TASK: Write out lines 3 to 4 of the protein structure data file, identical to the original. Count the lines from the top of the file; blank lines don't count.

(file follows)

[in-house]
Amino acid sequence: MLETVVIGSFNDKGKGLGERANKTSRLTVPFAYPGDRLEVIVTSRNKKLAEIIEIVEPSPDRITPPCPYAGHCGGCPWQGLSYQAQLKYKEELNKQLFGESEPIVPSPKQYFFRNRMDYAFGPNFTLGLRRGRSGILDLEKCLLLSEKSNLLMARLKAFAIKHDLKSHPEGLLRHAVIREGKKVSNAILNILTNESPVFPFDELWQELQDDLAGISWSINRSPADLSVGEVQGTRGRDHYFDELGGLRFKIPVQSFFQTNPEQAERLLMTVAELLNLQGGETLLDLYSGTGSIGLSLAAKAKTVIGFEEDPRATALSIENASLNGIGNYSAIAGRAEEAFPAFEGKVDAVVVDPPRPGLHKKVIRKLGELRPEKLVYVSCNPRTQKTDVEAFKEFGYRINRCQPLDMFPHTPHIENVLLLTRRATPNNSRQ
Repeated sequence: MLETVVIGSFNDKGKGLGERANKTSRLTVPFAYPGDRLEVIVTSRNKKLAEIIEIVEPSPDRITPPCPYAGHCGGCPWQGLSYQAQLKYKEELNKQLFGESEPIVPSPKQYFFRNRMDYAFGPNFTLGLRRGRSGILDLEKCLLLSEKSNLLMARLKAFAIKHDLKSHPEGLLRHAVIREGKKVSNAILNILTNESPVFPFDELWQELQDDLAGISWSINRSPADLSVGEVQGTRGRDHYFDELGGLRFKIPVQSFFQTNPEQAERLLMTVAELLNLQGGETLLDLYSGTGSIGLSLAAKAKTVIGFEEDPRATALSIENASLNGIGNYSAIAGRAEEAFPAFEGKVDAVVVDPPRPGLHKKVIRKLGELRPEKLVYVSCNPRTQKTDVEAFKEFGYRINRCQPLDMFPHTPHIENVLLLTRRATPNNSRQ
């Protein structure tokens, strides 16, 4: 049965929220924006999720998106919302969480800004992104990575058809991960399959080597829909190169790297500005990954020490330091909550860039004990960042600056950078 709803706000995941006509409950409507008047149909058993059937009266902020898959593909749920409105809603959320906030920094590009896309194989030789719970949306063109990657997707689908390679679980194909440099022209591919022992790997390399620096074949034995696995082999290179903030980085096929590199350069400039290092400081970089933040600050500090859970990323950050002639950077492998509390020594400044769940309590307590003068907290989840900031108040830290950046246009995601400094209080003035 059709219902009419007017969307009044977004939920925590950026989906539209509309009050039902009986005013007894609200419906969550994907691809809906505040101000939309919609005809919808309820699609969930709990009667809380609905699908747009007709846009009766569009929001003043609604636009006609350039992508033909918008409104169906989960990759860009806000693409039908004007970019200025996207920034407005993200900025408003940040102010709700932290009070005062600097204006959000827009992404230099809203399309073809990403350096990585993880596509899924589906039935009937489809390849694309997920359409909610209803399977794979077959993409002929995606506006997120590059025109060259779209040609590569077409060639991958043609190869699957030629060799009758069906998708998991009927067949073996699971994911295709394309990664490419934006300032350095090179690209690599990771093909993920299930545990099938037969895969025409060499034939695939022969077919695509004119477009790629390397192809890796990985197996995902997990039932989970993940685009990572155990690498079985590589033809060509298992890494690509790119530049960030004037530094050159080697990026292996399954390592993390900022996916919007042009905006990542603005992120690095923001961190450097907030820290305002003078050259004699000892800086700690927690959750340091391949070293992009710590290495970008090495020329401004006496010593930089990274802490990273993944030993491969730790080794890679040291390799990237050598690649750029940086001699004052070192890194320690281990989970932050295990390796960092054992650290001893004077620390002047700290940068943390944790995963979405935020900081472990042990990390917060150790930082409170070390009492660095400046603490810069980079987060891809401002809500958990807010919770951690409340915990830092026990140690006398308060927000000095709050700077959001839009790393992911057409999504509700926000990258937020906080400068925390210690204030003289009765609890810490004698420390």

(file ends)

Repeated sequence: MLETVVIGSFNDKGKGLGERANKTSRLTVPFAYPGDRLEVIVTSRNKKLAEIIEIVEPSPDRITPPCPYAGHCGGCPWQGLSYQAQLKYKEELNKQLFGESEPIVPSPKQYFFRNRMDYAFGPNFTLGLRRGRSGILDLEKCLLLSEKSNLLMARLKAFAIKHDLKSHPEGLLRHAVIREGKKVSNAILNILTNESPVFPFDELWQELQDDLAGISWSINRSPADLSVGEVQGTRGRDHYFDELGGLRFKIPVQSFFQTNPEQAERLLMTVAELLNLQGGETLLDLYSGTGSIGLSLAAKAKTVIGFEEDPRATALSIENASLNGIGNYSAIAGRAEEAFPAFEGKVDAVVVDPPRPGLHKKVIRKLGELRPEKLVYVSCNPRTQKTDVEAFKEFGYRINRCQPLDMFPHTPHIENVLLLTRRATPNNSRQ
């Protein structure tokens, strides 16, 4: 049965929220924006999720998106919302969480800004992104990575058809991960399959080597829909190169790297500005990954020490330091909550860039004990960042600056950078 709803706000995941006509409950409507008047149909058993059937009266902020898959593909749920409105809603959320906030920094590009896309194989030789719970949306063109990657997707689908390679679980194909440099022209591919022992790997390399620096074949034995696995082999290179903030980085096929590199350069400039290092400081970089933040600050500090859970990323950050002639950077492998509390020594400044769940309590307590003068907290989840900031108040830290950046246009995601400094209080003035 059709219902009419007017969307009044977004939920925590950026989906539209509309009050039902009986005013007894609200419906969550994907691809809906505040101000939309919609005809919808309820699609969930709990009667809380609905699908747009007709846009009766569009929001003043609604636009006609350039992508033909918008409104169906989960990759860009806000693409039908004007970019200025996207920034407005993200900025408003940040102010709700932290009070005062600097204006959000827009992404230099809203399309073809990403350096990585993880596509899924589906039935009937489809390849694309997920359409909610209803399977794979077959993409002929995606506006997120590059025109060259779209040609590569077409060639991958043609190869699957030629060799009758069906998708998991009927067949073996699971994911295709394309990664490419934006300032350095090179690209690599990771093909993920299930545990099938037969895969025409060499034939695939022969077919695509004119477009790629390397192809890796990985197996995902997990039932989970993940685009990572155990690498079985590589033809060509298992890494690509790119530049960030004037530094050159080697990026292996399954390592993390900022996916919007042009905006990542603005992120690095923001961190450097907030820290305002003078050259004699000892800086700690927690959750340091391949070293992009710590290495970008090495020329401004006496010593930089990274802490990273993944030993491969730790080794890679040291390799990237050598690649750029940086001699004052070192890194320690281990989970932050295990390796960092054992650290001893004077620390002047700290940068943390944790995963979405935020900081472990042990990390917060150790930082409170070390009492660095400046603490810069980079987060891809401002809500958990807010919770951690409340915990830092026990140690006398308060927000000095709050700077959001839009790393992911057409999504509700926000990258937020906080400068925390210690204030003289009765609890810490004698420390």